12 May 2018

A few thoughts more about Deep Breath

The dicey element to writing a piece for one’s wife, and designing it to be music she will especially enjoy, while she is away, is of course her return.  Say she likes it (which is both the idea, and my expectation).  Does she then coyly observe, Ah, I see what nice work you do when you are pining for me, in my absence.  Let me take off for another while, and see how you do ...?

Another idea behind the piece, is to have it ready to hand over to local conductor, a week from (well) today. Yet, even if the piece should prove somehow unsuitable for this group, I think it will prove an easy-ish pitch to four other conductors I know around town. A strong feeling that an actual performance is a good and reasonable possibility infuses me;  and maybe this can be my foot in the orchestral door, at last.

The speed of throwing the piece together is practical, both so that I can hand hard copy to the conductor this Saturday, and as a kind of rehearsal for a contest in June, which will require writing a complete piece in the space of two weeks.  Truth to tell, this kind of exercise was part of the qualifying exams for my doctorate in Buffalo; and it is a challenge which I do enjoy.  The piece (i.e., Deep Breath) is now at almost five minutes and a half.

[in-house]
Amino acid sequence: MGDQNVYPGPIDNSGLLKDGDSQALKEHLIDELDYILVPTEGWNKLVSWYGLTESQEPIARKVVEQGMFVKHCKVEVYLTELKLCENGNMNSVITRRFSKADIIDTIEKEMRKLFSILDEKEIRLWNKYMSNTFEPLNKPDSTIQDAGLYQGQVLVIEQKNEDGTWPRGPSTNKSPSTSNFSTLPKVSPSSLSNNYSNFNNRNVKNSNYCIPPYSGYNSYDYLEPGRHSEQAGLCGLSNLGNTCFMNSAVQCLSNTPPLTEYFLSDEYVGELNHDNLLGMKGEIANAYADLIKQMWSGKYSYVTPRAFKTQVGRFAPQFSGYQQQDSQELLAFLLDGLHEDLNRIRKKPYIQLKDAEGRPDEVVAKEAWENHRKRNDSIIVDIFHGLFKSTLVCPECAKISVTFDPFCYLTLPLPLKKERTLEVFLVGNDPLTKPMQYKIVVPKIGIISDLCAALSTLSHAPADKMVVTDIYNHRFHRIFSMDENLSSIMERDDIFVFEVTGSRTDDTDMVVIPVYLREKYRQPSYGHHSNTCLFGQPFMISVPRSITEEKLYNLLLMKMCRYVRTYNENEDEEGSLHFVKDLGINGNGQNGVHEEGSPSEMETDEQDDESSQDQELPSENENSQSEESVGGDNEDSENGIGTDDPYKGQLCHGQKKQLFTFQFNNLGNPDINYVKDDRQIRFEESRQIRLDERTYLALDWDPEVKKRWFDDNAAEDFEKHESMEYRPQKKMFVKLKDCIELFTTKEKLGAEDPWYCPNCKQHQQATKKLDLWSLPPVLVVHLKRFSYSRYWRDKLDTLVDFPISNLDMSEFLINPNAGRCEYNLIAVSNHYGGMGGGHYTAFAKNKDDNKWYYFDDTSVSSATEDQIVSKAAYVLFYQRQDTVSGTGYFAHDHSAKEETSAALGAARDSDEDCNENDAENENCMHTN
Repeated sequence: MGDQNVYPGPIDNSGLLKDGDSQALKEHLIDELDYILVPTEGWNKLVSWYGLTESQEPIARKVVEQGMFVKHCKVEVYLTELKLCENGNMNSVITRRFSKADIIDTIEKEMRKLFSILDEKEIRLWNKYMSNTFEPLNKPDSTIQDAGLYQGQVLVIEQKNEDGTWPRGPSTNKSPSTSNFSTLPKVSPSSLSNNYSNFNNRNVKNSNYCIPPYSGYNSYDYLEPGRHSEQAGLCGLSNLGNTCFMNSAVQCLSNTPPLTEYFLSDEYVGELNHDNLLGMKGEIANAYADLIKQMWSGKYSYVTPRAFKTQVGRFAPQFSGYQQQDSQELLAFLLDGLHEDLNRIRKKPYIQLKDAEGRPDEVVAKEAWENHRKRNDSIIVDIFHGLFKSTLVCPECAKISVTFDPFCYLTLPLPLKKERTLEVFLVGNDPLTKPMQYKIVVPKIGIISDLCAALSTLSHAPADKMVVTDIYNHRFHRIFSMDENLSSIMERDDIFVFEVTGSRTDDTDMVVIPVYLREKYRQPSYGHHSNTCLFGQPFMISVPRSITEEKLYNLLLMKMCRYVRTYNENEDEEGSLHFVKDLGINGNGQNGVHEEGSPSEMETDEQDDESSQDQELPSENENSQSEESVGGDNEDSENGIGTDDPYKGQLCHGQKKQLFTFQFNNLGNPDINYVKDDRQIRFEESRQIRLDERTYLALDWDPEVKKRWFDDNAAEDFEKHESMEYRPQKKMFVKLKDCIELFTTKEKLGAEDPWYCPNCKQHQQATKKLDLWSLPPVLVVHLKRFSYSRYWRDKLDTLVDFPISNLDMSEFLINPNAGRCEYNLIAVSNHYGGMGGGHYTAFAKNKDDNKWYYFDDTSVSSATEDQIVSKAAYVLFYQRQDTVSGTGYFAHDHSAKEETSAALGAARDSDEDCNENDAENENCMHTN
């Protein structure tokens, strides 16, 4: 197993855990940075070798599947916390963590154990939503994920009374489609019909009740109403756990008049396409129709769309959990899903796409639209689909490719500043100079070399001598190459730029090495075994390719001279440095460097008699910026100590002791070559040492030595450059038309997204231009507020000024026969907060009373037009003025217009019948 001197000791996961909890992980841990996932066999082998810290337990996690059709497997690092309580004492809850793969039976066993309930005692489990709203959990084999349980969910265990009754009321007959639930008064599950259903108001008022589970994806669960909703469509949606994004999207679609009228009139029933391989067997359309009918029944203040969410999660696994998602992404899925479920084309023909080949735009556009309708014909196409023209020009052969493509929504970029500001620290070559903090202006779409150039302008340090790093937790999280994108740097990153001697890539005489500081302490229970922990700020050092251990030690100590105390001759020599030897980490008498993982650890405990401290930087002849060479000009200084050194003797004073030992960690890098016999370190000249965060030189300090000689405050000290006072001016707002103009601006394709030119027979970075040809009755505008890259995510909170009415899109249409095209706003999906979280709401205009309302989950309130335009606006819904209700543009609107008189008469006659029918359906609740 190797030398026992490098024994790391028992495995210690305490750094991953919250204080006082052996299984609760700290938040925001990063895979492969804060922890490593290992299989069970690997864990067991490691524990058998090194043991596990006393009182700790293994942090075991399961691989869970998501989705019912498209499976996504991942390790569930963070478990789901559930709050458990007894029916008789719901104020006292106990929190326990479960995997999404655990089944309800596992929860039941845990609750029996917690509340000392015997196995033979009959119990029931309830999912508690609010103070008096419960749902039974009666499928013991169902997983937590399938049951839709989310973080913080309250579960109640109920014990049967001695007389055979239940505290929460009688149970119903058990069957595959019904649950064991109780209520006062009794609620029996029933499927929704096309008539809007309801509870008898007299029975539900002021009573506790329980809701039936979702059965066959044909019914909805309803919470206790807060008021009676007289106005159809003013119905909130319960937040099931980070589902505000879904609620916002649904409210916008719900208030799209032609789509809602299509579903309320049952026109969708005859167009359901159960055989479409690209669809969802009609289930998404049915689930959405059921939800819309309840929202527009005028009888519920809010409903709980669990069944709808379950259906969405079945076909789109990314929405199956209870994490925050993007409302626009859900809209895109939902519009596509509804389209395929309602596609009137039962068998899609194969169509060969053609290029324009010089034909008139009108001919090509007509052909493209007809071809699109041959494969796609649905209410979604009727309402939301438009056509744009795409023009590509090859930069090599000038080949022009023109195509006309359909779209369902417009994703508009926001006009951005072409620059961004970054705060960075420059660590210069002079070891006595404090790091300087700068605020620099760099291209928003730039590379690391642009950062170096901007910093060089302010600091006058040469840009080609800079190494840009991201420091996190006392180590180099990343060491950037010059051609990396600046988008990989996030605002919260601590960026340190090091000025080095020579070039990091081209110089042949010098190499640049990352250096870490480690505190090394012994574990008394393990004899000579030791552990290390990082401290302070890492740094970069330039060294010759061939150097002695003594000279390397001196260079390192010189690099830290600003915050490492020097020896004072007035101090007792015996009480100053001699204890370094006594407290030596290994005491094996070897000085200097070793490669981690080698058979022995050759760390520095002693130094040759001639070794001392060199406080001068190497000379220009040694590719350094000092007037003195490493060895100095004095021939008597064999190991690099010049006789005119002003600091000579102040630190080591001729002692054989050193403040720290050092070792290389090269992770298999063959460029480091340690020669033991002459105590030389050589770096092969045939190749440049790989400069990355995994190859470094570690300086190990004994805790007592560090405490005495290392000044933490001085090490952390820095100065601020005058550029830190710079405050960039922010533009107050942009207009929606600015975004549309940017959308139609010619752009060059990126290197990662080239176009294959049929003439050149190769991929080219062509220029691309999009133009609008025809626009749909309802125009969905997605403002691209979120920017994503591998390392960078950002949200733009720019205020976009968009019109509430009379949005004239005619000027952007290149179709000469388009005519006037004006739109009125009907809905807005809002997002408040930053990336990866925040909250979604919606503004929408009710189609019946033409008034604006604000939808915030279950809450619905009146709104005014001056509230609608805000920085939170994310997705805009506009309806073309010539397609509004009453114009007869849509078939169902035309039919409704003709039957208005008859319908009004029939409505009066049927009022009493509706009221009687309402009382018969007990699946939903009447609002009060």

And, in recreational viewing: yesterday afternoon I watched The Rocky Horror Picture Show.  Had not seen it in decades;  and all prior viewings were midnight shows, so if you were wondering if it felt a bit strange to watch this, while there was still light in the sky, yes.

Why did I bother to revisit this, when I have done so very well without, for (gosh) almost 40 years? I did not, honestly, have a clear answer before sliding the disc into the tray. Save that the answer was not titillative. As I watched, I kenned that I was curious about it, afresh, as a musical. And, considered in this light, it is superb, both the songwriting and the (erm) execution. My hat is off to Richard O’Brien
I did not, on earlier occasions, recognize this for the musical/stage tour de force it is. The cult success of this quirky project is richly deserved.

And, speak of quirky projects...yesterday evening, for the first time, The Corpse Bride. The fact is, I sidled quite innocently into the Macabre-Comic Double Feature.

Overall, I found it charming, with two Demerits:

1. There are few hands in cinema as heavy as Tim Burton’s hand. Few as heavy, and (I dare speculate) none heavier.

2. Whose boilerplate is there, like unto Danny Elfman’s boilerplate?  Musically, this had all the feel of a Nightmare Before Christmas re-tread.

Those serious (IMO) demerits noted, the saccharine, Hallmark greeting card-esque character of Elfman’s music plays a pivotal role in modulating (mayhap even normalizing) Burton’s (impressively creative, let it be well noted) cartoon-macabre style. There are faults in both partners, yet the partnership does result in part in a kind of magic, and if they’re recycling themselves, they are not poaching (without artful adaptation) from others.

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